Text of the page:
The April 7 election replaced half of the Osage City Council, seating four new council members, who each took the place of a council member elected four years ago.

Sworn in with Osage City Mayor Quintin Robert, who was elected to his third term as mayor, new council members Denise Lauber, Mike Handly, Dale Schweiger and Gail Lohmeyer met for their first meeting as elected city officials on April 14.

In the election, Lauber defeated former council member Ed Berends, Lohmeyer defeated former council member Linda Carson, Mike Handly defeated opponent Seth King for the seat formerly held by Duane Peroo, and Schweiger ran unopposed for former council member Leroy Stromgren’s seat. Sitting council members are Becky Brewer, Ed Mueller, Bruce Schoepflin, and Rob Rowe.

After their swearing-in, conducted by Osage City Clerk Terri Fultz, the new council members were immediately thrust into decision making, including consideration of a city ordinance put in place by the council in 2013.

Horseback, bicycle or on foot: Benefit triathlon teams to race on Flint Hills Nature Trail

Plan now to ride, bike or run along the beautiful Flint Hills Nature Trail in Osage County in a unique three-person-team run, and also help promote and protect access to public lands in Kansas.

Proceeds of the Tri-Trail Benefit 5K race, to be held July 25, 2015, will benefit the Kansas Chapter of Back Country Horsemen of America, an organization dedicated to keeping America’s trails open.

Each team is composed of a runner, biker and trail rider. At registration, participants will estimate their time on a leg of the race (run, bike, ride). The team finishing closest to the estimated time of all three participants will be the winner.

The race begins at 8:30 a.m. July 25 at Salt Creek Ranch, 4215 E. 245th St., Lyndon.

Camping, lodging and corrals are available for early arrivals; contact Carol at 785-215-2296 for pricing and reservations. Entry fee for the race is $35 per person; registration is available online at www.yourequineadventure.com.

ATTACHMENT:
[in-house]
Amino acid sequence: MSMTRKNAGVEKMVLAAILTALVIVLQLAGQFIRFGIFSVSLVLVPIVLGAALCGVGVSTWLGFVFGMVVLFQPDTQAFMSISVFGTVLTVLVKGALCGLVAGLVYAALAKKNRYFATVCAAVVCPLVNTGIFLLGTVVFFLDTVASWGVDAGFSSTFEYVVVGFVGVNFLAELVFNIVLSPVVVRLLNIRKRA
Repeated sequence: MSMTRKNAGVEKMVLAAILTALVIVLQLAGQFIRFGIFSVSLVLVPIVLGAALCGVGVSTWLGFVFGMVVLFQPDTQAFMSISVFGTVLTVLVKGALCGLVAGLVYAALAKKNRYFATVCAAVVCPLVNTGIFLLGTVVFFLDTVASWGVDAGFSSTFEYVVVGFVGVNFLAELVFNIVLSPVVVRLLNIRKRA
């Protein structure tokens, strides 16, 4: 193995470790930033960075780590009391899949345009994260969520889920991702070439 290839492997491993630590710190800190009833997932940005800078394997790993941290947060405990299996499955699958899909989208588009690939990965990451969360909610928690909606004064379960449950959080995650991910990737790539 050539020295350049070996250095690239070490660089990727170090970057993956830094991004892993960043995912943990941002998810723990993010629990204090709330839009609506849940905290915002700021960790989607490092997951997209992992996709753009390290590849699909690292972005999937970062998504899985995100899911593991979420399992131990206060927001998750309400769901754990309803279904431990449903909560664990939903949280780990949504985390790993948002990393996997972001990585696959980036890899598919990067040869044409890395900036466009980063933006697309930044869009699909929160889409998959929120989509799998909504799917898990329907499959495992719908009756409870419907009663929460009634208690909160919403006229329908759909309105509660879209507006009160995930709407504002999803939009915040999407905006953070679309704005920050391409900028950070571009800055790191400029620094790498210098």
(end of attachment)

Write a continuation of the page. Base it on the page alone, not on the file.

Dance the afternoon away at Lyndon annual daddy-daughter dance

040713lyndondaddaughtersThe Lyndon Community Business Women and Lyndon Pride are holding their third annual daddy-daughter dance 1-3 p.m. April 26 at Lyndon High School.

The dance is for dads and girls ages 3 and up; grandfathers and other special “fathers” are welcome, too. Dancing, snacks and photo-taking will be part of the magical memory for dads and their princesses.

The deadline for registration has been extended to Friday, April 24; admission is $20 per couple. To register or for more information, call Lyndon City Hall at 785-828-3146 or contact the Lyndon Elementary-Middle School office.

Filings in Osage County Courthouse April 13 – April 17, 2015

The following information was compiled from records at the Osage County Courthouse April 13 through April 17, 2015.

Don’t miss it! Annual senior resource fair Thursday at Osage County Senior Center

Please try to attend the Osage County Senior Center’s Senior Health and Resource Fair on Thursday, April 23. There will be a huge amount of information available on health-related issues, senior living, Medicare, and veterans’ assistance, as well as a number of free health checks and screenings. We have many great prizes that will be raffled, including a $150 pre-paid gift card, but you have to be at the center to win. It all starts at 10 a.m., with prize drawings around 12:45 p.m. And if you want to enjoy lunch at the center make sure you call 785-528-4170 at least one day ahead.

For the second year in a row, the Osage County General Public Transportation service is offering bus transportation to the Kansas Sampler Festival in Wamego, on Saturday, May 2. The Kansas Sampler Festival is a really big event for the state, drawing in thousands of people and municipal representatives from all over Kansas. The overall intent is to promote all the great things that are available in Kansas. Osage County will be well represented. We will leave Osage City at 9 a.m. and will return around mid-afternoon. The requested donation for this trip is $5 per rider. Please call 785-528-4906 or stop by the center at 604 Market St., Osage City, to sign up. (The bus trip is open to all ages of riders.) I promise you, it is a day well spent.